Again an area which requires further investigation, however for now the McCulloch instructions are given.
In order to eliminate detonation which can occur in supercharged engines due to the higher pressures in the combustion chamber it is necessary to retard the ignition spark as boost pressure increases. Generally this involves modifying the ignition advance curve such that it is raised slightly at lower rpm, and cut down by as much as 20% at higher rpm. Ignition curves tend to be specific to individual engines, and Iíve included the curves I have at the bottom of this page, however the following ignition adjustment method tends to give pretty good results with supercharged engines:
1) With the engine at normal operating temperature, test the car (with the distributor set at normal timing) as follows:
2) Maintain a forward speed of 30 to 35 miles per hour in high gear and then apply full acceleration by depressing the throttle to the floorboard. If detonation, or ping is present, retard the distributor to the point where detonation is removed.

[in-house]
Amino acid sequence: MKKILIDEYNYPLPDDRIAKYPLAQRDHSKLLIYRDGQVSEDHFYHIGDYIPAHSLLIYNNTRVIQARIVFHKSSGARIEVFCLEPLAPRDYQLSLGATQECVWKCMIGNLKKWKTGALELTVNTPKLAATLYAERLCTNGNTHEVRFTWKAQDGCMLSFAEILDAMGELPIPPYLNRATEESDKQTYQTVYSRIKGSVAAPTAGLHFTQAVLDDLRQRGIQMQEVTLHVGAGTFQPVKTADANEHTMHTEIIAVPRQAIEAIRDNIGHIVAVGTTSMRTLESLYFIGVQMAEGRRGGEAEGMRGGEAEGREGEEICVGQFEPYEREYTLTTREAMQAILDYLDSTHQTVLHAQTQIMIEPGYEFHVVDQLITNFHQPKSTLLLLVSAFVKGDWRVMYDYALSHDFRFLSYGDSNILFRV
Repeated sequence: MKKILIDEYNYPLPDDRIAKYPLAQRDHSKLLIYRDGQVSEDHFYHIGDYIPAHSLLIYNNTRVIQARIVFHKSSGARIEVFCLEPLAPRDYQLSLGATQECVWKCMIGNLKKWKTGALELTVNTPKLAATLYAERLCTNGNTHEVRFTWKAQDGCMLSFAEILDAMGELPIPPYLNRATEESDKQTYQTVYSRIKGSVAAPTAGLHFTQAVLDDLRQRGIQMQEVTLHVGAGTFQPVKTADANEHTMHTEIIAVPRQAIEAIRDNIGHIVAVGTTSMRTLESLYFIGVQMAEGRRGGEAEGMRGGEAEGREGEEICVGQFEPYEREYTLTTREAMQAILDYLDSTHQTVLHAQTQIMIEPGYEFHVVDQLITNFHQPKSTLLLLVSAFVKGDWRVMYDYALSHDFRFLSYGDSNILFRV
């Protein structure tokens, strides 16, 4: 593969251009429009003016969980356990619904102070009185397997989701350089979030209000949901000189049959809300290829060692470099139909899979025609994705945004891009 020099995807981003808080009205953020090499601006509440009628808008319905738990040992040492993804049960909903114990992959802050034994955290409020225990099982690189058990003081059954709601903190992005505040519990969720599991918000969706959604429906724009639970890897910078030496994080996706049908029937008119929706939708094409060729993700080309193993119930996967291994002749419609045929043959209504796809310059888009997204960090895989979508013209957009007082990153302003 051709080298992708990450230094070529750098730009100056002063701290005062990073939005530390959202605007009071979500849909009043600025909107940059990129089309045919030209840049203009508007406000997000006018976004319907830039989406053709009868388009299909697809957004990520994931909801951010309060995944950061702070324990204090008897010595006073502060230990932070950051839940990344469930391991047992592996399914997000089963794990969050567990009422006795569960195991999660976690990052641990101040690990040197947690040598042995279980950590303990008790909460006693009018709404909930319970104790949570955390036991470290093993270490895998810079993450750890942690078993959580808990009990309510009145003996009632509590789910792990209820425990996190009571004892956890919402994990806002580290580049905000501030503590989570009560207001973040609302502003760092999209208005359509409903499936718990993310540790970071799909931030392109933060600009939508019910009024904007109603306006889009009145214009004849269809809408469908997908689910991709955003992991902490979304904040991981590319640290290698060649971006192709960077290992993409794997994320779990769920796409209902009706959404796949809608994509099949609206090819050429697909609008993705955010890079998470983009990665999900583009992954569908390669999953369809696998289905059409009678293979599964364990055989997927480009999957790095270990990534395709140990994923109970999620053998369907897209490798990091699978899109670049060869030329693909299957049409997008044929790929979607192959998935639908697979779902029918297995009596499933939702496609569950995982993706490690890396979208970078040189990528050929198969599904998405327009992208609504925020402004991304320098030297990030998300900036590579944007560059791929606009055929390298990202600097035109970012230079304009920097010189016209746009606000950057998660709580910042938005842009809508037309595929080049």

3) The ideal setting of the distributor is at the point where maximum engine performance is obtained without detonation, or ping. Do not run a supercharged engine with detonation present at any time other than for the short period required for adjustment.
Note: In the case of of the mid fifties Fordís, where lack of vacuum in the manifold during high speed conditions (with a supercharger) makes the vacuum unit inoperative, giving a resultant retarded spark, McCulloch supplied a new vacuum advance unit which replaced the stock unit. Obviously it is unlikely that one of these units will be available, so in this case it is recommended that the distributor us replaced with a later Ford distributor (1957 of later), and the distributor re-curved as per the tables. The unit that McCulloch originally supplied had an additional nipple which was connected to the supercharger boost outlet. This allowed the back side of the advance unit diaphragm to be pressurized which balances the pressure in the intake manifold and allows the advance unit to operate correctly. A further modification that was made to the Ford distributors was installing a sleeve on the retard spring post, to increase the retard spring pressure.
Replace the existing spark plugs with colder spark plugs. This is required to prevent premature detonation of the fuel/air mixture by hot plugs. This should not be necessary on multiple carburetor setups where the richer fuel supply should be enough to keep the plugs cool.
The following are the only curves I have, although they may prove useful as a guide for your set up.